Amber ale is an American term used to describe a variety of beers that range in color from light golden to deep red. They are slow-fermenting and are considered somewhat richer than pale ale, with a medium body. The US Association of Brewers describes these beers as having flavors determined primarily by hops.
A lager is one of the two main overarching beer types in the world. The other type is called an ale. What really differentiates these two is the type of yeast used in fermentation during the brewing process. Ales use “top-fermenting” yeast strains, which ferment at the top of the fermentation container.
One of the oldest styles of beer, the current form of barley wine originated in England during the 15th and 16th centuries. In the 18th century, it developed a short-lived popularity with English aristocracy, who were looking for an alternative to wine that had the same alcoholic strength.
The story of bière de garde begins like many other beers whose roots are anchored in rural Europe. Beer was brewed as a means to nourish, liquid sustenance that made use of products at hand among farmers to preserve the bounty of the agrarian lifestyle.
A normal bock falls within the ABV range of 6 to 7 percent and has a very smooth mouthfeel and low carbonation. Substyles of bock vary in flavor and profile: a maibock is paler and has more hops while a doppelbock is heavier, darker, and maltier.
Brown ale is a style of beer with a dark amber or brown colour. The term was first used by London brewers in the late 17th century to describe their products, such as mild ale, though the term had a rather different meaning than it does today. 18th-century brown ales were lightly hopped and brewed from 100% brown malt.
Unfiltered beer, usually ale), that is racked (transferred) into casks, krausened (carbonated), sealed and then undergoes a slight final fermentation in the cask. Often finings (clarifying agents) will be added to help the beer drop bright—when yeast cells naturally flocculate (clump) and settle at the bottom of a vessel.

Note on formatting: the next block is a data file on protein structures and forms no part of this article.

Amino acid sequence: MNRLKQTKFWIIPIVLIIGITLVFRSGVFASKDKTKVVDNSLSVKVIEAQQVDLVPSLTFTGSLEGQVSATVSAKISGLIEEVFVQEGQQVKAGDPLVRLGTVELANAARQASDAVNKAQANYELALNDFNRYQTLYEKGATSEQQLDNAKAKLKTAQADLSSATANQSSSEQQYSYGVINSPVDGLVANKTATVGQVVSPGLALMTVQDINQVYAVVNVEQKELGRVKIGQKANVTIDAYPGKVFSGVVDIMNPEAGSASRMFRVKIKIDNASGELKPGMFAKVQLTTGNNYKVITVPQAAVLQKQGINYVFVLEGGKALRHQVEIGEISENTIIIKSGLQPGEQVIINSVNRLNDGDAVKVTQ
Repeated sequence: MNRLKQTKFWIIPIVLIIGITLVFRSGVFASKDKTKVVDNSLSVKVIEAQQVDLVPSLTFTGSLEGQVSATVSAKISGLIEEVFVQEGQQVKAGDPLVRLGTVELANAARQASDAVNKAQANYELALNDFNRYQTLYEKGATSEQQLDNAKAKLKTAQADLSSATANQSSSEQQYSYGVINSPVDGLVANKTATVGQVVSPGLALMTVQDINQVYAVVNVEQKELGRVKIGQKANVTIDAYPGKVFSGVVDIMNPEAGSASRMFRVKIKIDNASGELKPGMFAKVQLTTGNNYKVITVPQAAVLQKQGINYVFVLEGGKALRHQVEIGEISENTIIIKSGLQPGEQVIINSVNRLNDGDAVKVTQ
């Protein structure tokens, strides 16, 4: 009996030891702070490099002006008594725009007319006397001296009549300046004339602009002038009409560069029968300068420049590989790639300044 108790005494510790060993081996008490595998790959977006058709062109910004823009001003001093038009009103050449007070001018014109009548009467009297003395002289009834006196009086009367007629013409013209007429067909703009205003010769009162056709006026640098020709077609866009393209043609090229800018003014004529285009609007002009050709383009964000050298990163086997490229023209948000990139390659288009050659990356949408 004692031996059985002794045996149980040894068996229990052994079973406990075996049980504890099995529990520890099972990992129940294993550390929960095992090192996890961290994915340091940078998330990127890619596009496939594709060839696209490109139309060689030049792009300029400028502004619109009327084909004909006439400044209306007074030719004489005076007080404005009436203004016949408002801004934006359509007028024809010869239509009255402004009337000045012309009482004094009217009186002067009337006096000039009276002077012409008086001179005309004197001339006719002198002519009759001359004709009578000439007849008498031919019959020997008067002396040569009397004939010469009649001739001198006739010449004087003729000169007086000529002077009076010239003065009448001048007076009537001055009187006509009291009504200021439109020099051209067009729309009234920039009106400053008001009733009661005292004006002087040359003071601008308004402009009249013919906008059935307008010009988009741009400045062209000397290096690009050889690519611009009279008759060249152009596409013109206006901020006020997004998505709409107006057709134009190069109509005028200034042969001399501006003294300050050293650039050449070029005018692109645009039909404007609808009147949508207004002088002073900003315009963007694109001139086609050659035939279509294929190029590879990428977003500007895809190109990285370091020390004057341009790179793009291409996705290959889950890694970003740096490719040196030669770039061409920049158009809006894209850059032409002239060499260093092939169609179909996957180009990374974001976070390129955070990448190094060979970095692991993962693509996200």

Cider (/ˈsaɪdər/ SY-dər) is an alcoholic beverage made from the fermented juice of apples. The juice of any variety of apple can be used to make cider, but cider apples are best. The addition of sugar or extra fruit before a second fermentation increases the alcoholic content of the resulting beverage.
Cali Creamin’ Vanilla Cream Ale, Mother Earth Brew Co. (Vista, CA) – This North San Diego County brewer has seized on the cream ale style and amped up the cream quotient. More like a cream soda, it’s got a subtle vanilla flavor at a mellow 5.2% octane which pairs perfectly with a trip to the beach.
Flanders Reds are commonly referred to as the "red" beers of West Flanders. Belgian Red Beers are typically light-bodied brews with reddish-brown colors. They are infamous for their distinct sharp, fruity, sour and tart flavors which are created by special yeast strains.
Kellerbier is a type of German beer which is typically not clarified or pasteurised. Kellerbier can be either top- or bottom-fermented. The term Kellerbier literally translates as "cellar beer", referring to its cool lagering temperatures, and its recipe likely dates to the Middle Ages.
A Bavarian brewing ordinance decreed in 1553 that beer may be brewed only between 29 September and 23 April. The Märzen was brewed in March (März in German is "March") with more hops and slightly higher alcohol content that would allow the beer to last while the brewing of new beer was forbidden from 24 April to 28 September.
Old Ale. Description: Old Ales, also referred to in the past as "Stock" Ales, are low attenuated beers with high levels of dextrins, creating a full malt body with plenty of character. Old Ales of a hundred plus years ago were often transfered into vats to mature, hence the name.
Emily Hutto set out on a quest to find out how craft-beer brewers across the country defined “saison.” Here’s what she found. Polling craft-beer artisans about what makes a saison a saison, I received diverse responses, to say the least. Dann Paquette of Pretty Things Beer and Ale Project ...
Schwarzbier ("shvahrts-beer"), is simply German for black beer. It doesn t mean that it s necessarily heavy or light in body, although they tend to lean towards light. Unlike other dark beers, like porters or stouts, they are not overly bitter with burnt and roasted malt characteristics that the others tend to depend on.
The name "Tripel" actually stems from part of the brewing process, in which brewers use up to three times the amount of malt than a standard Trappist "Simple.". Traditionally, Tripels are bright yellow to gold in color, which is a shade or two darker than the average Pilsener. Head should be big, dense and creamy.
Named after the city in which it orginated, a traditional Vienna lager is brewed using a three step decoction boiling process. Munich, Pilsner, Vienna toasted and dextrin malts are used, as well wheat in some cases. Subtle hops, crisp, with residual sweetness.
Dunkles Weißbier or Dunkelweizen: a dark version of a wheat beer ("dunkel" is the German word for "dark"). Weizenbock is a wheat beer made in the bock style originating in Germany. Witbier (Literally, "white beer") or simply Wit: Dutch language name for the Belgian style of wheat beer.